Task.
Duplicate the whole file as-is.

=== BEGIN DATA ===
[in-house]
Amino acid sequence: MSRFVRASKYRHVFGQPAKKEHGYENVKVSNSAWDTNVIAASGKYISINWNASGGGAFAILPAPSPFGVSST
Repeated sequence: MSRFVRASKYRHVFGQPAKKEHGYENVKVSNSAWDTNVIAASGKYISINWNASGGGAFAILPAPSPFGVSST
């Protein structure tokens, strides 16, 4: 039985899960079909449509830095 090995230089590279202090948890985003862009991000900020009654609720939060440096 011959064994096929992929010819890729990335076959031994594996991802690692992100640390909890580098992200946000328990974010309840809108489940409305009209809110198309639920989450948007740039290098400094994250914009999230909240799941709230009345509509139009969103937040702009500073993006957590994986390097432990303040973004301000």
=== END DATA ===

[in-house]
Amino acid sequence: MSRFVRASKYRHVFGQPAKKEHGYENVKVSNSAWDTNVIAASGKYISINWNASGGGAFAILPAPSPFGVSST
Repeated sequence: MSRFVRASKYRHVFGQPAKKEHGYENVKVSNSAWDTNVIAASGKYISINWNASGGGAFAILPAPSPFGVSST
């Protein structure tokens, strides 16, 4: 039985899960079909449509830095 090995230089590279202090948890985003862009991000900020009654609720939060440096 011959064994096929992929010819890729990335076959031994594996991802690692992100640390909890580098992200946000328990974010309840809108489940409305009209809110198309639920989450948007740039290098400094994250914009999230909240799941709230009345509509139009969103937040702009500073993006957590994986390097432990303040973004301000």